In this issue

Jonathan Tobin: Defending the Right to a Jewish State

Heather Hale: Compliment your kids without giving them big heads

Megan Shauri: 10 ways you are ruining your own happiness

Carolyn Bigda: 8 Best Dividend Stocks for 2015

Kiplinger's Personal Finance editors: 7 Things You Didn't Know About Paying Off Student Loans

Samantha Olson: The Crucial Mistake 55% Of Parents Are Making At Their Baby's Bedtime

Densie Well, Ph.D., R.D. Open your eyes to yellow vegetables

The Kosher Gourmet by Megan Gordon With its colorful cache of purples and oranges and reds, COLLARD GREEN SLAW is a marvelous mood booster --- not to mention just downright delish
April 18, 2014

Rabbi Yonason Goldson: Clarifying one of the greatest philosophical conundrums in theology

Caroline B. Glick: The disappearance of US will

Megan Wallgren: 10 things I've learned from my teenagers

Lizette Borreli: Green Tea Boosts Brain Power, May Help Treat Dementia

John Ericson: Trying hard to be 'positive' but never succeeding? Blame Your Brain

The Kosher Gourmet by Julie Rothman Almondy, flourless torta del re (Italian king's cake), has royal roots, is simple to make, . . . but devour it because it's simply delicious

April 14, 2014

Rabbi Dr Naftali Brawer: Passover frees us from the tyranny of time

Greg Crosby: Passing Over Religion

Eric Schulzke: First degree: How America really recovered from a murder epidemic

Georgia Lee: When love is not enough: Teaching your kids about the realities of adult relationships

Cameron Huddleston: Freebies for Your Lawn and Garden

Gordon Pape: How you can tell if your financial adviser is setting you up for potential ruin

Dana Dovey: Up to 500,000 people die each year from hepatitis C-related liver disease. New Treatment Has Over 90% Success Rate

Justin Caba: Eating Watermelon Can Help Control High Blood Pressure

The Kosher Gourmet by Joshua E. London and Lou Marmon Don't dare pass over these Pesach picks for Manischewitz!

April 11, 2014

Rabbi Hillel Goldberg: Silence is much more than golden

Caroline B. Glick: Forgetting freedom at Passover

Susan Swann: How to value a child for who he is, not just what he does

Cameron Huddleston: 7 Financial Tasks You Should Tackle Right Now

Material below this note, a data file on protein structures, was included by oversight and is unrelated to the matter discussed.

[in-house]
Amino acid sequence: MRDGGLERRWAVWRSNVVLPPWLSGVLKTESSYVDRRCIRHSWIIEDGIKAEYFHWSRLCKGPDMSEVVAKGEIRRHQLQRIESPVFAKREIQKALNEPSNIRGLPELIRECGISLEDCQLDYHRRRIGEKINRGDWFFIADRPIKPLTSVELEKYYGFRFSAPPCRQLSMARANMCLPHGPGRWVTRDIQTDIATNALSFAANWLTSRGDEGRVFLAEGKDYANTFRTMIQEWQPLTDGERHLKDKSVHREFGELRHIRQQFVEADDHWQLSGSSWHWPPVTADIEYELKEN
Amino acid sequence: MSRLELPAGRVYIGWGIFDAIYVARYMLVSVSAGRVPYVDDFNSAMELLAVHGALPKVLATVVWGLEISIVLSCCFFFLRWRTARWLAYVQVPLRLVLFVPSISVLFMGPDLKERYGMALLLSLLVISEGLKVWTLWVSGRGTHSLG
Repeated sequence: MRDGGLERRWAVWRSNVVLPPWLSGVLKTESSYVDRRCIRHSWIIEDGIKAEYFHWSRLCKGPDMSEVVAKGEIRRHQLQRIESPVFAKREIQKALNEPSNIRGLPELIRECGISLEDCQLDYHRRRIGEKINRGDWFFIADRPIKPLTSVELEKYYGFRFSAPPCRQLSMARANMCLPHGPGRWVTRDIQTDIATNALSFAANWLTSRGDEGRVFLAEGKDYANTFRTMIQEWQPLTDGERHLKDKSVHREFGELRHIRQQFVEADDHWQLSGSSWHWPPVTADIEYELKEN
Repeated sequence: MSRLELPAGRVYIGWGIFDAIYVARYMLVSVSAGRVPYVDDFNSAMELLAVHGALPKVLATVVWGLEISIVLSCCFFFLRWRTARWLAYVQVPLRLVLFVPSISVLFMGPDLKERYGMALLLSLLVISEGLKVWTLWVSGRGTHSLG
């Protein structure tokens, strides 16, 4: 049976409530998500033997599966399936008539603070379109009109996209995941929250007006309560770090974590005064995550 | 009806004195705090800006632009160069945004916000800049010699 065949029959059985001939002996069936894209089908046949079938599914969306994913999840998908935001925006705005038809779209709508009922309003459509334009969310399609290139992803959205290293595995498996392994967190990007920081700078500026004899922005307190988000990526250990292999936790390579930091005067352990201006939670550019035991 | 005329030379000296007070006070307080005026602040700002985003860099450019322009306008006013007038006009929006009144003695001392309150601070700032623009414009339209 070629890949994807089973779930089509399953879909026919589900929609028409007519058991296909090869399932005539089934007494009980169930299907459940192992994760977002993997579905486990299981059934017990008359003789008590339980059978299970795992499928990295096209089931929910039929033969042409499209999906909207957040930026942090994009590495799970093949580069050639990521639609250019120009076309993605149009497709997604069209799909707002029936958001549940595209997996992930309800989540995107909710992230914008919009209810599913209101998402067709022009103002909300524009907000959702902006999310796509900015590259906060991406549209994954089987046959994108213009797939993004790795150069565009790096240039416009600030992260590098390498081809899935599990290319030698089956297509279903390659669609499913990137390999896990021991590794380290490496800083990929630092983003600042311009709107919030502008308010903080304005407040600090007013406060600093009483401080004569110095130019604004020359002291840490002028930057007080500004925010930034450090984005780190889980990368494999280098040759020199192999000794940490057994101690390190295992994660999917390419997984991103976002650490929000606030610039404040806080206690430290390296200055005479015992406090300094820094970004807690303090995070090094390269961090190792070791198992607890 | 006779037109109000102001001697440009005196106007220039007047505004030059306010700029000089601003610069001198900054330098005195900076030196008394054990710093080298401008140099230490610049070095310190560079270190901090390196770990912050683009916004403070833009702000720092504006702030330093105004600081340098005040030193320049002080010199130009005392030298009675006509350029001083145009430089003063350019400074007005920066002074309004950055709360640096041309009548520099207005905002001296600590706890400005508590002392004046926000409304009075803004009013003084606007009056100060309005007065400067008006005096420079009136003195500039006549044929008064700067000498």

Sandra Block and Lisa Gerstner: How to Profit From Your Passion

Susan Scutti: A Simple Blood Test Might Soon Diagnose Cancer

Chris Weller: Have A Slow Metabolism? Let Science Speed It Up For You

The Kosher Gourmet by Diane Rossen Worthington Whitefish Terrine: A French take on gefilte fish

April 9, 2014

Jonathan Tobin: Why Did Kerry Lie About Israeli Blame?

Samuel G. Freedman: A resolution 70 years later for a father's unsettling legacy of ashes from Dachau

Jessica Ivins: A resolution 70 years later for a father's unsettling legacy of ashes from Dachau

Kim Giles: Asking for help is not weakness

Kathy Kristof and Barbara Hoch Marcus: 7 Great Growth Israeli Stocks

Matthew Mientka: How Beans, Peas, And Chickpeas Cleanse Bad Cholesterol and Lowers Risk of Heart Disease

Sabrina Bachai: 5 At-Home Treatments For Headaches

The Kosher Gourmet by Daniel Neman Have yourself a matzo ball: The secrets bubby never told you and recipes she could have never imagined

April 8, 2014

Lori Nawyn: At Your Wit's End and Back: Finding Peace

Susan B. Garland and Rachel L. Sheedy: Strategies Married Couples Can Use to Boost Benefits

David Muhlbaum: Smart Tax Deductions Non-Itemizers Can Claim

Jill Weisenberger, M.S., R.D.N., C.D.E : Before You Lose Your Mental Edge

Dana Dovey: Coffee Drinkers Rejoice! Your Cup Of Joe Can Prevent Death From Liver Disease

Chris Weller: Electric 'Thinking Cap' Puts Your Brain Power Into High Gear

The Kosher Gourmet by Marlene Parrish A gift of hazelnuts keeps giving --- for a variety of nutty recipes: Entree, side, soup, dessert

April 4, 2014

Rabbi David Gutterman: The Word for Nothing Means Everything

Charles Krauthammer: Kerry's folly, Chapter 3

Amy Peterson: A life of love: How to build lasting relationships with your children

John Ericson: Older Women: Save Your Heart, Prevent Stroke Don't Drink Diet

John Ericson: Why 50 million Americans will still have spring allergies after taking meds

Cameron Huddleston: Best and Worst Buys of April 2014

Stacy Rapacon: Great Mutual Funds for Young Investors

Sarah Boesveld: Teacher keeps promise to mail thousands of former students letters written by their past selves

The Kosher Gourmet by Sharon Thompson Anyone can make a salad, you say. But can they make a great salad? (SECRETS, TESTED TECHNIQUES + 4 RECIPES, INCLUDING DRESSINGS)

April 2, 2014

Paul Greenberg: Death and joy in the spring

Dan Barry: Should South Carolina Jews be forced to maintain this chimney built by Germans serving the Nazis?

Mayra Bitsko: Save me! An alien took over my child's personality

Frank Clayton: Get happy: 20 scientifically proven happiness activities

Susan Scutti: It's Genetic! Obesity and the 'Carb Breakdown' Gene

Lecia Bushak: Why Hand Sanitizer May Actually Harm Your Health

Stacy Rapacon: Great Funds You Can Own for $500 or Less

Cameron Huddleston: 7 Ways to Save on Home Decor

The Kosher Gourmet by Steve Petusevsky Exploring ingredients as edible-stuffed containers (TWO RECIPES + TIPS & TECHINQUES)

Jewish World Review March 30, 2005 / 19 Adar II, 5765

Assessing our most precious possessions

By Rabbi S. Binyomin Ginsberg

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A seasoned educator gives guidance on how to maximize our children's ‘human portfolio’

http://www.JewishWorldReview.com | More than forty years ago, a father sent his young son to a distant city to study.

It was a time before inexpensive flights and frequent flier miles but the father, wanting to check up on his son's progress, made the long, tiring journey.

When he arrived at the seminary, the father was asked why he didn't simply call.

"Let me explain," the father replied. "If I owned a factory in this city, distance or not, would I not personally come and check up on the progress of the business? Do you think I would just accept a phone report of my profits and losses? Would it be enough for me to review quarterly financial reports? No, I would be here."